Try a little empathy
As busy moms, our expectations are often, naturally, self-centered: We need everyone's cooperation to get out of the house on time; we finally got the baby to nap and want our firstborn to play quietly. But it's important to examine your expectations from your child's point of view -- for instance, she feels pressured when you rush through the morning routine, which prompts her to dawdle. Or everything seems to revolve around the new baby's needs, and your toddler was having fun banging on the piano.
When you notice and accept your child's feelings, it helps her handle the limits placed on her. And it takes only a few extra seconds. Instead of snapping, "We've got to leave right now or your sister's going to be late for school!" you can say, "I know it's hard to get up so early to take your sister to school. If you want, you can come in your pajamas."
And as annoying as it is, learn to tolerate a certain amount of grumbling, as long as it isn't disrespectful. Your child's "I don't want to go to bed!" lets her vent her feelings. She's also trying to distract you; if you answer her, you'll trigger a debate, which is the last thing you want. Either ignore the comment or say something understanding: "I know you wish you could keep playing with your dollhouse, but I'm afraid it's bedtime already."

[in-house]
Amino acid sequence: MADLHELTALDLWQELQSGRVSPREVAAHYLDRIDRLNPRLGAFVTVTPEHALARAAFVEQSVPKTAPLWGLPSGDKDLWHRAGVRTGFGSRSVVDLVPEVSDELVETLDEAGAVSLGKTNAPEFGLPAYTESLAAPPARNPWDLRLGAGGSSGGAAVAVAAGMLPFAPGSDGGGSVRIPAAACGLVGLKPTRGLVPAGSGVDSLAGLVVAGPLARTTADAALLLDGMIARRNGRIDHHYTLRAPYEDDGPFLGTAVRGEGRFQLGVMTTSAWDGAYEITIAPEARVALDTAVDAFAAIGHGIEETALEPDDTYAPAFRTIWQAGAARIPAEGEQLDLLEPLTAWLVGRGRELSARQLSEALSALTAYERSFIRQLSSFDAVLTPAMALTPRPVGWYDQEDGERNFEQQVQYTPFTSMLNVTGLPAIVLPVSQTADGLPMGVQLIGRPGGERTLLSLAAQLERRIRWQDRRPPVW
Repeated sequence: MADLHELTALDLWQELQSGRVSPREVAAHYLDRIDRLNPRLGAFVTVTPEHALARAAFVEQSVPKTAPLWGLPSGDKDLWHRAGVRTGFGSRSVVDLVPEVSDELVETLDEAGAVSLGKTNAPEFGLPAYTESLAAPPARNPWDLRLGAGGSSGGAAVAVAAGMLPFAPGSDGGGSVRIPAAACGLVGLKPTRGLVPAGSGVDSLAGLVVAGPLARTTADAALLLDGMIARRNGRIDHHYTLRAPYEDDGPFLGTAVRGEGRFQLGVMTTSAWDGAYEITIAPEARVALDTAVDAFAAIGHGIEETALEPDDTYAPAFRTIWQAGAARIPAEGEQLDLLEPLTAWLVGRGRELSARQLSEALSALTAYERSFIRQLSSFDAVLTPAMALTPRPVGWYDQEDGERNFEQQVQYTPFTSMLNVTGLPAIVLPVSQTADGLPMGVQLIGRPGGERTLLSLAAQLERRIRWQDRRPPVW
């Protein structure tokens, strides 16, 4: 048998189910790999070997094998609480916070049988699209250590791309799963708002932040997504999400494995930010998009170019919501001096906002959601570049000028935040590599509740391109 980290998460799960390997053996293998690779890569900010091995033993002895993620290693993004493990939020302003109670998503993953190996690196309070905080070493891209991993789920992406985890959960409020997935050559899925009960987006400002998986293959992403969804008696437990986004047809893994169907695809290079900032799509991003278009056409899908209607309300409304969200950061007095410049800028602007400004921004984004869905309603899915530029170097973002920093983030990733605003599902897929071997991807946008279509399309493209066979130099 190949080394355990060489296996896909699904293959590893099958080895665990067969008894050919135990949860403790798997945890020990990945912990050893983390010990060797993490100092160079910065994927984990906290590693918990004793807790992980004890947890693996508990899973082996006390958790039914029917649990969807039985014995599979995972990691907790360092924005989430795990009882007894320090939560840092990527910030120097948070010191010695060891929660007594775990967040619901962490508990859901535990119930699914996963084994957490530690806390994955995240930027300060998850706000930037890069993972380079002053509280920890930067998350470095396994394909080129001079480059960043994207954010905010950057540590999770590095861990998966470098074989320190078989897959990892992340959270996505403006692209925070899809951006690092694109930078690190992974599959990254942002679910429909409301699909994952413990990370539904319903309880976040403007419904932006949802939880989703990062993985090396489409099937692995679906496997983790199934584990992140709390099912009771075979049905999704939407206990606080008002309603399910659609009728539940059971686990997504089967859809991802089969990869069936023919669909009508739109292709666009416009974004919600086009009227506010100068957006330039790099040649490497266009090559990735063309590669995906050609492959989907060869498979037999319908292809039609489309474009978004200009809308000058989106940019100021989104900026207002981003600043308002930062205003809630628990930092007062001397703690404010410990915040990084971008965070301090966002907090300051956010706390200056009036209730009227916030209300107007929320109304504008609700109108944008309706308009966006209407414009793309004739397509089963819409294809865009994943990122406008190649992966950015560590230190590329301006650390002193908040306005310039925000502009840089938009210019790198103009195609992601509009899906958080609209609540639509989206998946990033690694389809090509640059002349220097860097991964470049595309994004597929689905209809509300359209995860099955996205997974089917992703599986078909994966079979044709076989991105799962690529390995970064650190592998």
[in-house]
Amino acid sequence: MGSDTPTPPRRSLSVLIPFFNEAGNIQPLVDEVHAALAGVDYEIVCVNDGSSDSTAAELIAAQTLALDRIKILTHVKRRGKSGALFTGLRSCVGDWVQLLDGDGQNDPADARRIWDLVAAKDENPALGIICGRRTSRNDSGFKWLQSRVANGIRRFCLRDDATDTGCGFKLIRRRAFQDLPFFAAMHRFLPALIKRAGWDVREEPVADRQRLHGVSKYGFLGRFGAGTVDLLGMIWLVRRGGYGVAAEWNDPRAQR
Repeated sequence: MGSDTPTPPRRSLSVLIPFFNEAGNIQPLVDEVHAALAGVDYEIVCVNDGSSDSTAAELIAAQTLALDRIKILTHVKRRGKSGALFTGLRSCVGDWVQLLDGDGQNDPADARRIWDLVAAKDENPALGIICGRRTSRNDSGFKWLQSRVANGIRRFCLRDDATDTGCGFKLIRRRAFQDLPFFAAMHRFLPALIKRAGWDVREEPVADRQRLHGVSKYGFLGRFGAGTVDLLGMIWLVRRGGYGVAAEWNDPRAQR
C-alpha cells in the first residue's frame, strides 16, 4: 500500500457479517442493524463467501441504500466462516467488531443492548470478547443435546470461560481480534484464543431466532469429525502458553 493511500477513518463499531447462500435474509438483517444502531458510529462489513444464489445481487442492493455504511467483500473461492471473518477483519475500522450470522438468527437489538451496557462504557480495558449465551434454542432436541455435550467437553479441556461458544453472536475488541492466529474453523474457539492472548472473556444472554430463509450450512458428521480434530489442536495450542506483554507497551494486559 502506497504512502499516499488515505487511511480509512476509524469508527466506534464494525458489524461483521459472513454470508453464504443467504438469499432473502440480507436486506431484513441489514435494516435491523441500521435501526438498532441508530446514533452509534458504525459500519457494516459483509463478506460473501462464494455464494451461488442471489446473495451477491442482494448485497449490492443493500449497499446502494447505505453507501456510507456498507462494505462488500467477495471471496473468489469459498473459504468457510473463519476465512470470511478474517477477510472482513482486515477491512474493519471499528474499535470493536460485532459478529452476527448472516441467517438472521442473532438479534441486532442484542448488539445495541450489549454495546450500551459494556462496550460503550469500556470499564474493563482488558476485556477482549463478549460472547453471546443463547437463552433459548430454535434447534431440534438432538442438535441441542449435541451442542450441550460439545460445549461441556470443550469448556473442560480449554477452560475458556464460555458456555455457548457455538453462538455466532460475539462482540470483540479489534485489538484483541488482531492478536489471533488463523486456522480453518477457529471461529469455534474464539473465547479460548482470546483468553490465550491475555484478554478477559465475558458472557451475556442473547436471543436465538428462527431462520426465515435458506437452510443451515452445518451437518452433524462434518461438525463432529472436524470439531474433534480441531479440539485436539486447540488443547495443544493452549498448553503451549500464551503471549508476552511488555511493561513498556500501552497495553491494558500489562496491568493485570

It also helps to show you've heard what she said and you empathize with her ("You're sad that your friend has gone home. It's been fun having someone come over to play").
Between "You" and "I"
Blame the house
Such emotionally charged accusations as "Don't ever let me hear you call your brother that again!" are more likely to provoke resistance than matter-of-fact comments like "Name-calling isn't acceptable; our house rule says we treat everyone with respect." It's easier to get angry with a parent who's perceived as overly controlling than to do battle with an impersonal house rule.
In the same spirit, making simple observations and nonjudgmental statements about bedtime or cleanup will probably make it easier for kids to comply with the rules. Instead of saying, for example, "Your room is such a mess," try, "There are toys on the floor."
Use your "I"
Kids learn early on to tune out their parents' endless "no's" and nagging. So if your requests and commands aren't producing results, reframe them. Using "I" statements, tell your toddler what his actions do to you: "I get upset when I see you throwing food because I have to clean up the mess." (Just try not to whine when you say this!)
When you give a warning, continue to emphasize what you'll do: "I'll take away your plate if you throw your food again," and then follow through so it's not an idle threat.
As you focus on your own actions instead of harping on your child's behavior, you'll feel more in control, and so will he. He'll begin to see the connection between his actions and their consequences.
Of course, no discipline strategy can make kids behave perfectly all the time. But if you and your child are caught in a bad cycle, sometimes all it takes is a change in your behavior to bring out the best in his.